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Voters in another state – Ohio – strongly support federal aid to states, cities, towns, schools

Previous Ohio University workers overcome challenges to build power
By AFSCME Staff ·

A new poll shows Ohio voters overwhelmingly support federal aid for states, localities and school districts experiencing fiscal crises due to the coronavirus pandemic.

According to the poll conducted for AFSCME, 67% of Ohioans from across the political spectrum want Congress to provide at least $1 trillion in aid to states, cities, towns and schools to prevent cuts to public services such as health care, education and emergency response. A majority of Ohio’s Democrats (85%), independents (63%) and Republicans (52%) favor federal aid.

The survey, from Public Policy Polling (PPP), also shows voters strongly disapprove of Senate Majority Leader Mitch McConnell's view that Congress should allow states to go bankrupt rather than provide assistance. A majority of those surveyed (62%) said providing federal aid is the better way to deal with the budget shortfalls resulting from the pandemic.

A plurality (45%) of Ohioans say they are more likely to vote for a candidate who supports $1 trillion in federal aid, while just 23% say they would be less likely.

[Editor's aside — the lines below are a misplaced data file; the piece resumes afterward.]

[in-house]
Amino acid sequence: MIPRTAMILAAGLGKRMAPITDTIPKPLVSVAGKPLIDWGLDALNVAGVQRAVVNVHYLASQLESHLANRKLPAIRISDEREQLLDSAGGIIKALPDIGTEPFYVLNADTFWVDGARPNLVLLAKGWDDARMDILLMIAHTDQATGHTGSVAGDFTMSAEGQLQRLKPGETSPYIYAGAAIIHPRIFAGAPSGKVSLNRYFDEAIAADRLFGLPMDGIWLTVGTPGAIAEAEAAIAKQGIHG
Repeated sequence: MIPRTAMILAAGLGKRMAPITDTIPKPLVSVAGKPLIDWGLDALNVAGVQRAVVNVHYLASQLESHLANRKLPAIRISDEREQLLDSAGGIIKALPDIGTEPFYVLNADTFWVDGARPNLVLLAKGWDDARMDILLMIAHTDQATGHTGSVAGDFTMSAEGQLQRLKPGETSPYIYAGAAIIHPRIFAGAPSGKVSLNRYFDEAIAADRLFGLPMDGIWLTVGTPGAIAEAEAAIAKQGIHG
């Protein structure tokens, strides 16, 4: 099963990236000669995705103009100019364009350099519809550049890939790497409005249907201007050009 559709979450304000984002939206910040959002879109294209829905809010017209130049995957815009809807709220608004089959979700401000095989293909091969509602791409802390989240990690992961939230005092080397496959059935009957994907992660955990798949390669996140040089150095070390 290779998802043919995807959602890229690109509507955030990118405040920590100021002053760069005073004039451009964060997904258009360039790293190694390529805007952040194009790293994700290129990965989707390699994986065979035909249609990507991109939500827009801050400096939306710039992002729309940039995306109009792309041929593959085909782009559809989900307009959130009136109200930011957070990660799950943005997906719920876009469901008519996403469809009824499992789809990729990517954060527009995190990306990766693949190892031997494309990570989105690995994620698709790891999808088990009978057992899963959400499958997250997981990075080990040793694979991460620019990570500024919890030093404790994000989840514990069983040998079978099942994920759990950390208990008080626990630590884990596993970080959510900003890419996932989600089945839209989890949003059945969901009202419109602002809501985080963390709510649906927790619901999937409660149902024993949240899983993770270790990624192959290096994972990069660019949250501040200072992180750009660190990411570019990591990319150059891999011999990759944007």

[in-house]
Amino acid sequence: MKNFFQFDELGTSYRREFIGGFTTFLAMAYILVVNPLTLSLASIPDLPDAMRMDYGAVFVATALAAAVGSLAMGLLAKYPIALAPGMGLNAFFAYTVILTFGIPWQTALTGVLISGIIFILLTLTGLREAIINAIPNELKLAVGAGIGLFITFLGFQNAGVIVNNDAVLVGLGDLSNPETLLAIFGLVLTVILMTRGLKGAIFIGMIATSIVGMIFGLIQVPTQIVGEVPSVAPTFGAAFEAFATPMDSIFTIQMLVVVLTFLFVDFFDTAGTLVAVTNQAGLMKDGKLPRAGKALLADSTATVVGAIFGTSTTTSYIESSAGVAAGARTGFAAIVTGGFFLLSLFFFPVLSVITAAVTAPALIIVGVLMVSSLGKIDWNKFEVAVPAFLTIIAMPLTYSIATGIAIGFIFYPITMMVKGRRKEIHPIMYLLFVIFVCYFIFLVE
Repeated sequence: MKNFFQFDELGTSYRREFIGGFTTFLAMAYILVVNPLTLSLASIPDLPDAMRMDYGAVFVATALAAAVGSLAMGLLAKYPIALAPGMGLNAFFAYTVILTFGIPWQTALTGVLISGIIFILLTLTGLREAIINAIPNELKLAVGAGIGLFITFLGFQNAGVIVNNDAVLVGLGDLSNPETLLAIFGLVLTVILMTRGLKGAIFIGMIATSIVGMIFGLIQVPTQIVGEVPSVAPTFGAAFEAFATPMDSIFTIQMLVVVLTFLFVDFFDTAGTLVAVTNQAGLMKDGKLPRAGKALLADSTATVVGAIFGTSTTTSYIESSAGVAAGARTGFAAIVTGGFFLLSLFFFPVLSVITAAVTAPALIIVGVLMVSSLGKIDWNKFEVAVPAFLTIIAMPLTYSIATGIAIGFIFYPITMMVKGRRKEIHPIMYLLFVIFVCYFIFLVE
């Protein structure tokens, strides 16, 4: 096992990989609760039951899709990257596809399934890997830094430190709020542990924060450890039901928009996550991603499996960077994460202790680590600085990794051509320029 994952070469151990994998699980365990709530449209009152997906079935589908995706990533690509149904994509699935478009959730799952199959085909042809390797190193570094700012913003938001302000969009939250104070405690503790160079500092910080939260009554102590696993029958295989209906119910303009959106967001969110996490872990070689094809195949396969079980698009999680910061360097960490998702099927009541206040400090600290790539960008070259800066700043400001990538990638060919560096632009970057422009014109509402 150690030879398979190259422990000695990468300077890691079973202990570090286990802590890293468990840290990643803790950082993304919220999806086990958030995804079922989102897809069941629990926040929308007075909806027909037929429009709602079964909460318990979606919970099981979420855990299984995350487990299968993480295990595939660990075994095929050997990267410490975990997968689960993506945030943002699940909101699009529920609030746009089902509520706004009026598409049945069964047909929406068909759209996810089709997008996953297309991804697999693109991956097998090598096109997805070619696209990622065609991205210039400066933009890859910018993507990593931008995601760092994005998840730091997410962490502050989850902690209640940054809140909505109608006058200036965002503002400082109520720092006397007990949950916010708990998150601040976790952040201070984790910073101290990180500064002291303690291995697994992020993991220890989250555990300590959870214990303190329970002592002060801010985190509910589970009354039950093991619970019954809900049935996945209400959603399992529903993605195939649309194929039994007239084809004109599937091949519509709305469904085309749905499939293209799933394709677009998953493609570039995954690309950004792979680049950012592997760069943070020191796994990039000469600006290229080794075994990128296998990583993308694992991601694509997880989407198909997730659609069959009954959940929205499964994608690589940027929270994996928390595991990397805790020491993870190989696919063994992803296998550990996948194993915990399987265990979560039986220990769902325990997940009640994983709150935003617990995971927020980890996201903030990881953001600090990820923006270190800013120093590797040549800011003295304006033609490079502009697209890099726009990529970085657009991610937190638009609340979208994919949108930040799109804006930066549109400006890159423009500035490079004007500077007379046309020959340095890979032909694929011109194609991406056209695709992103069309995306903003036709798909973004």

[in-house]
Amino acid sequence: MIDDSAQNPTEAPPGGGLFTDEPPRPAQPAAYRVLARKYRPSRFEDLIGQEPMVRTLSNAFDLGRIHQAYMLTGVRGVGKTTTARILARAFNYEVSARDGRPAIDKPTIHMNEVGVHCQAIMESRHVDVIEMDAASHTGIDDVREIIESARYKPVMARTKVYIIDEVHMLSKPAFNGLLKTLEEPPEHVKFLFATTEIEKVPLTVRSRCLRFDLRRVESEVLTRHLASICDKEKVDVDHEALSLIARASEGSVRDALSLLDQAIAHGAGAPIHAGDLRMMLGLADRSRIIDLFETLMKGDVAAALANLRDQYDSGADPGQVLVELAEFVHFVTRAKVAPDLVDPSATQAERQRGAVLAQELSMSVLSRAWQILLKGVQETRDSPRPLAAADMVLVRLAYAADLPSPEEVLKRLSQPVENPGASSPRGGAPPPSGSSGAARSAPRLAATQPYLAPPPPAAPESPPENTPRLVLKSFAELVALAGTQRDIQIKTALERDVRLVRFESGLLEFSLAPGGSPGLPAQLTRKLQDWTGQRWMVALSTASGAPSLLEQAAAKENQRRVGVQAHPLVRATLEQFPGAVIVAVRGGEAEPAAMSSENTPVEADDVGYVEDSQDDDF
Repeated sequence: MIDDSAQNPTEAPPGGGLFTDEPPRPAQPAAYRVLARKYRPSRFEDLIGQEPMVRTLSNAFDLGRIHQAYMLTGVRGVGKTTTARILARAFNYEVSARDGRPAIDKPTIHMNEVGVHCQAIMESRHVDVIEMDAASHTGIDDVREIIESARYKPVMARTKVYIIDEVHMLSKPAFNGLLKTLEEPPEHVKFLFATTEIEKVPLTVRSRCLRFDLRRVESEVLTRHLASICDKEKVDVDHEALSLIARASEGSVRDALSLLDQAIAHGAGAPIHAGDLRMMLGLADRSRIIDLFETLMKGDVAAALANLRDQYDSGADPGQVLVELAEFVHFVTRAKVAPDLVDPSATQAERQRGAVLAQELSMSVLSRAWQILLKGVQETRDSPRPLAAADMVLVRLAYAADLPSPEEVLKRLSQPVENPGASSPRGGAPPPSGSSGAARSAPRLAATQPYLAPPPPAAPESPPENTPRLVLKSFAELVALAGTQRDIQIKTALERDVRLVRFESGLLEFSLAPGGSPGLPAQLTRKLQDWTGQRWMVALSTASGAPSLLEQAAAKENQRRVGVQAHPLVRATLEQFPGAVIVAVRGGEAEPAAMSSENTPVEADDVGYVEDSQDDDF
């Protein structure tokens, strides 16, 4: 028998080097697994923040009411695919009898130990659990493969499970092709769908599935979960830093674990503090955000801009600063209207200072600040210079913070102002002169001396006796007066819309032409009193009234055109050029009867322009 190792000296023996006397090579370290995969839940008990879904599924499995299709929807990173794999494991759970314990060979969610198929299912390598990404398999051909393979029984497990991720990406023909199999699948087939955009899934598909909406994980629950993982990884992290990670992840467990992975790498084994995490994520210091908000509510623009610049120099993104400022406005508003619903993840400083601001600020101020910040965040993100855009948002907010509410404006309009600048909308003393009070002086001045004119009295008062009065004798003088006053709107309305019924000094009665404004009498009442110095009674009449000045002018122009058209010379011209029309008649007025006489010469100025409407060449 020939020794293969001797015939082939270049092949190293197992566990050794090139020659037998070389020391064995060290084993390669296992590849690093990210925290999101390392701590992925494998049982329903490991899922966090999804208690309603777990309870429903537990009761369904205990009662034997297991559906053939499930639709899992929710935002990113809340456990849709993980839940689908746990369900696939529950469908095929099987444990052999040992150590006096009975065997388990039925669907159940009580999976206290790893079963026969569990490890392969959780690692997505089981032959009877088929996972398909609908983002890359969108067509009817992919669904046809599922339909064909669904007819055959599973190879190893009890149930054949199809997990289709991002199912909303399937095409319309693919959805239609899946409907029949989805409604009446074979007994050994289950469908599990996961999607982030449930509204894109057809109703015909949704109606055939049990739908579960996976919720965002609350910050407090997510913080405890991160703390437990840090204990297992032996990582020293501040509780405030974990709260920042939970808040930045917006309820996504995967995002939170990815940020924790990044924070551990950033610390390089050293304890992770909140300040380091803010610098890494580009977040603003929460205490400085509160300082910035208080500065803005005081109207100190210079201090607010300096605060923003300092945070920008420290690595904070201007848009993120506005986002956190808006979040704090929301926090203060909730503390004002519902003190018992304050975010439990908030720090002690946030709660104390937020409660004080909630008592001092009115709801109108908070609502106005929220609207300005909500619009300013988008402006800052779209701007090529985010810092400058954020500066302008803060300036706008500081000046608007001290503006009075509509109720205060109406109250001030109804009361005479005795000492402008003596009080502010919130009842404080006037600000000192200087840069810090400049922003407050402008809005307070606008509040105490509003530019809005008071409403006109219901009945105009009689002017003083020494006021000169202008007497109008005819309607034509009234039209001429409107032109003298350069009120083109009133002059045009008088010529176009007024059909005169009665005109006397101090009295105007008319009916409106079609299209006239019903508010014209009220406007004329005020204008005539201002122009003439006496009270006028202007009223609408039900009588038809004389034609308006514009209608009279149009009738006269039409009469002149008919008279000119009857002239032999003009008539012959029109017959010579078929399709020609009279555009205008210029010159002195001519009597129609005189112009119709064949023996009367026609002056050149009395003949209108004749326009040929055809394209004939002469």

Voters in Alaska, Colorado, Georgia, Iowa, Maine, Montana, North Carolina¸ McConnell’s home state of Kentucky and Arizona have also displayed strong, bipartisan preferences for federal aid to states and localities.

PPP surveyed 995 Ohio voters from Aug. 25-26. The margin of error is +/- 3.1%. Half of the respondents were interviewed over the telephone and half by text message.

AFSCME has long pushed for at least $1 trillion in federal aid to keep public service workers on the job and ensure communities have the resources to grapple with health and economic emergencies created by the pandemic.

The House-passed Heroes Act contains about $1 trillion in federal aid. Though that bill was passed in mid-May, the Senate has ignored it. In late July, the Senate unveiled its own coronavirus relief proposal, but it’s woefully inadequate and includes no aid for states, cities, towns and schools.

As negotiations continue on Capitol Hill, AFSCME members continue to push Congress for state and local aid as part of our union’s “Fund the Front Lines” campaign.

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